Sunday, March 6, 2011

Four Basic Exercises You Should Know

There are so many machines and workouts out there that it’s easy to overlook the basics or get thoroughly confused. But no matter what muscles you are toning this week, I believe there are four basic muscle-toning exercises everyone should know. And you can do them wherever whenever with no equipment needed.

Pushups: For a lot of guys, when they start exercising, they measure how fit they are by the number of pushups they can do. For ladies, they tend to gravitate towards the cardio equipment and stay away from the “masculine-looking” exercises. But male or female, the pushup should be more than some random exercise we do.  It is a compound exercise that works out so many upper body muscles at once.

Muscles worked: Shoulders, Back, Abs, Chest, and Arms.
Proper form: Lie flat to the floor on your stomach. Lift yourself up, and balance on just your palms (palms to fingers) and your toes. Make sure your body is in a straight line from head to butt, and then from butt to toe. Some people say your whole body should be in a straight line, but we all know our lower backs and knees curve slightly. Make sure your bum isn’t sticking out, your palms are right under your shoulders, your stomach isn’t sagging toward the floor, and your elbows are close to your body. This is the upper pushup position.

To lower down, keep your elbows close to your body, and press downward keeping your body’s form. When you get low, make sure your knees are not touching the floor. It should still just be your palms and toes.

This up and down motion continuously is the proper pushup form. If you cannot do the full pushup, you can still do the pushup on your knees. Just make sure you’re not lifting and dropping your legs as you lift and drop your upper body. So if your knees are on the ground, whether your legs are raised or on the ground, just keep them fixed in one position.

Planks: If you receive Eights & Weights daily email fitness tips, you have probably heard me rave about the plank. It is another great compound exercise that does not require movement, but requires strength and endurance.

Muscles worked: Back, Abs, Arms, and Legs.
Proper form: This is basically like the upper pushup position. There are two major ways to do the plank. You can do it in the upper pushup position on your palms (see above), or do it on your elbows. If you stay on your elbows, keep your hands (the part from your elbows to your palms) on the floor facing forward. Remain in this position for 30 to 60 seconds.

Lunges: From yoga to contemporary dance, many forms of workouts incorporate the lunge into their routines. And if you’ve ever done the lunge, you’d know why. It’s pretty painful (most lower body exercises are) and so you know you’re working hard while you’re doing it.

Muscles worked: Hamstrings, Glutes, Calves, Inner and Outer Thighs, and Quads.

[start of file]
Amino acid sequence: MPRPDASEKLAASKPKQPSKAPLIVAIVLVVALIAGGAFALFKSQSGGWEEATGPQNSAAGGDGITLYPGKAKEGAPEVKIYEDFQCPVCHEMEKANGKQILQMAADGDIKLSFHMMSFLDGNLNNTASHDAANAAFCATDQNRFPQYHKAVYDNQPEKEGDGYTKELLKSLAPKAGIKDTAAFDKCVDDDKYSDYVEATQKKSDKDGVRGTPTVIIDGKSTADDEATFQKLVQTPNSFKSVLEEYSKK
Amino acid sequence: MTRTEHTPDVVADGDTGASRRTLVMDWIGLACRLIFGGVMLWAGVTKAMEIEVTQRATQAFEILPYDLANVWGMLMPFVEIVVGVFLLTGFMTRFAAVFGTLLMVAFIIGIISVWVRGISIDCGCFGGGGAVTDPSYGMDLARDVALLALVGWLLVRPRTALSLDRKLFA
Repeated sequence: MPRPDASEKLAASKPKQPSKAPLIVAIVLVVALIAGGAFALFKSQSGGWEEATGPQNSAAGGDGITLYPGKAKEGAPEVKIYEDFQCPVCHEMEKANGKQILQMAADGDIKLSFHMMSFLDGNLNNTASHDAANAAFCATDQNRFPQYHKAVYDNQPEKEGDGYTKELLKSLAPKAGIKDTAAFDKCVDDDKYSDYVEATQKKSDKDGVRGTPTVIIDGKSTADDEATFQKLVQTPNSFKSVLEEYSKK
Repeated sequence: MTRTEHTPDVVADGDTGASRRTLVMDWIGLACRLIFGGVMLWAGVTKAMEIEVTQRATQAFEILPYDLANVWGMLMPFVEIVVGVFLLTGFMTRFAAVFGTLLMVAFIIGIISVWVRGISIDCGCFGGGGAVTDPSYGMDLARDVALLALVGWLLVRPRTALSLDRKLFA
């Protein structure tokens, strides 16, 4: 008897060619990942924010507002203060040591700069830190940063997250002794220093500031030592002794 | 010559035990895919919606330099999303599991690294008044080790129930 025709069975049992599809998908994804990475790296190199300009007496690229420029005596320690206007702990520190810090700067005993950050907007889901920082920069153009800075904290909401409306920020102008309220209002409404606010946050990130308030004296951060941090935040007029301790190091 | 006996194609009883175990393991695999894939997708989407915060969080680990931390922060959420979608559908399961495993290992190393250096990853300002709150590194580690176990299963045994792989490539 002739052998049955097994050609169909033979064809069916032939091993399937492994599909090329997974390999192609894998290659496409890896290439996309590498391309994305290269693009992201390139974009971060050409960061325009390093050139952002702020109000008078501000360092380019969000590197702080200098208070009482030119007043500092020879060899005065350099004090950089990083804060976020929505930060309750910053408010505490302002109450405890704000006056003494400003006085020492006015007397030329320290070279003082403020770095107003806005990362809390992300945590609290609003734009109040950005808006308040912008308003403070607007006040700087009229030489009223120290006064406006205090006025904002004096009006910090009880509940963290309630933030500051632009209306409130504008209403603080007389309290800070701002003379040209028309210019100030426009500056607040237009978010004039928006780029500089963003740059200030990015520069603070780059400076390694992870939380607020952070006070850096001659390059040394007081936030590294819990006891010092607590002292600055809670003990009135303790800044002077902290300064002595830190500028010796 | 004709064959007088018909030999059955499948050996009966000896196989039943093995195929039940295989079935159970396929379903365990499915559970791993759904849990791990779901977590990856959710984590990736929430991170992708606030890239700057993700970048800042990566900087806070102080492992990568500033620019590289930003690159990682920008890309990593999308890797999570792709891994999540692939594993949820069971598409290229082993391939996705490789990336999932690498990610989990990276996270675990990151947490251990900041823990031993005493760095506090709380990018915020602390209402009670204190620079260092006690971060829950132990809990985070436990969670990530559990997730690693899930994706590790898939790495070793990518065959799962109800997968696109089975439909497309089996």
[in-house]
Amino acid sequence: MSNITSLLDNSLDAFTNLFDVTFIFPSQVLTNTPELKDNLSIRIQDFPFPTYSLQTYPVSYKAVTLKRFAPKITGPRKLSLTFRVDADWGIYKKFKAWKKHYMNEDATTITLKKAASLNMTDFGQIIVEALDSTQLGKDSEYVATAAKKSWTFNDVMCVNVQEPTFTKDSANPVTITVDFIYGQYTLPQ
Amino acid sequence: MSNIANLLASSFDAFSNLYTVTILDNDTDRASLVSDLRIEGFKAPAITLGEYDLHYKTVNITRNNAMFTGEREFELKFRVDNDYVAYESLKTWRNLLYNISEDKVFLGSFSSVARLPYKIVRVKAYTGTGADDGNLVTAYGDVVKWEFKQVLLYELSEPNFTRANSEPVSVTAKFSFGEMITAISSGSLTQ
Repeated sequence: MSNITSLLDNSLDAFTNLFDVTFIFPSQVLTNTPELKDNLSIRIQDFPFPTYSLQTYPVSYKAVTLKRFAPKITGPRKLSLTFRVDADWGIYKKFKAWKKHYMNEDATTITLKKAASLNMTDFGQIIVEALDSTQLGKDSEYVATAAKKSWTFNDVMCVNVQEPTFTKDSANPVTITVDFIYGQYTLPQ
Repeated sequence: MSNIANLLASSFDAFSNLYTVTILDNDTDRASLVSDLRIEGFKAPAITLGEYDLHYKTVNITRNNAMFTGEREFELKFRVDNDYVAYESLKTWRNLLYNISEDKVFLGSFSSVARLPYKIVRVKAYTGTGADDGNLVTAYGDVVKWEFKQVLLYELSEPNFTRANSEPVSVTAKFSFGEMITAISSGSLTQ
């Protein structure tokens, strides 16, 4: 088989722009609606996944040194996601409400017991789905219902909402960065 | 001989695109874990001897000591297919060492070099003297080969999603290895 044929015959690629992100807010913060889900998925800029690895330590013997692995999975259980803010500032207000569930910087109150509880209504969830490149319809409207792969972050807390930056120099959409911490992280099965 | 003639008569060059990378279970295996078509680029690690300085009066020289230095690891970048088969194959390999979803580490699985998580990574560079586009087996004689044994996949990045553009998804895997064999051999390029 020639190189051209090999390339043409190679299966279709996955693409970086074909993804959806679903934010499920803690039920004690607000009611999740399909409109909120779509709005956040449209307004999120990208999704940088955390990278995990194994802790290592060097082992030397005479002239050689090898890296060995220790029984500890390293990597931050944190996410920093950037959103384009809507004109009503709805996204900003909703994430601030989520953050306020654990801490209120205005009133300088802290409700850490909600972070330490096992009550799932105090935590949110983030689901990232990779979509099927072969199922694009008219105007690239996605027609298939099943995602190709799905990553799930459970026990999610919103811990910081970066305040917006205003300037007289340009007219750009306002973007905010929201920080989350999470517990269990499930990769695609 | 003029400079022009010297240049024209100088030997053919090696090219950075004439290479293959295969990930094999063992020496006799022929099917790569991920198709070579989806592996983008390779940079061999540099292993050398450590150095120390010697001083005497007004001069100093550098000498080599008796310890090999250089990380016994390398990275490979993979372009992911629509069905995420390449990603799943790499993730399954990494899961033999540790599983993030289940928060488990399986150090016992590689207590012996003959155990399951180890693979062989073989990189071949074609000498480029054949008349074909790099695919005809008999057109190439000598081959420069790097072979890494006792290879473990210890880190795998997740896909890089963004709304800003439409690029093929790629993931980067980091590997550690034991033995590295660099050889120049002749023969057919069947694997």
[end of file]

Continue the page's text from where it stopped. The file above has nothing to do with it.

Proper form: Stand with one leg forward and the other leg back. Bend both knees to a 90 degree angle. The forward knee should not bend forward past your toes, and the back knee should not touch the floor. Your legs should be angled properly, so make sure your feet and knees are not flopping to the sides. Raise your knees using strength from the toes of the back leg. Switch legs and repeat. Some people jump from one foot to another to add intensity, some do the lunges forward, and some do the lunges back. Whichever way you choose, make sure your upper body is straight, your legs aren’t wobbly, and you lift carefully to not cause knee injuries.

Squats: Oh, the squat. We’ve also created various forms of this exercise, from the frog jump to the chair squat, but the fundamentals remain the same: Your butt does not thank you while you are doing it, but thanks you after. This is another compound exercise that works more than just the butt actually. So what does it work?

Muscles worked: Hamstrings, Glutes, Calves, and Quads.
Proper form: There are so many ways to do the squat. The basic squat involves keeping your feet hip-width apart, your upper body straight, and lowering your butt so that your knees are in a 90 degree angle. Again, just like the lunge, your knees should not bend forward past your toes or flop to the sides. Lower, raise, lower, and raise continuously. You can stretch your palms in front of you, keep them on your waist, or just leave them hanging. As you do the squat your feet should face forward or slightly to the outer sides, but do not completely turn them out to the sides.

Other ways to do the squat involve opening up your feet wider than hip-width apart, and touching the ground when you lower your butt. Whichever way you choose, you should feel it in your butt and your thighs.

The way to get the most out of these exercises is to keep your stomach muscles tight throughout. Don’t ever forget, you are working your abs as you are working all other parts of your body!

Cheers Eights & Weights!

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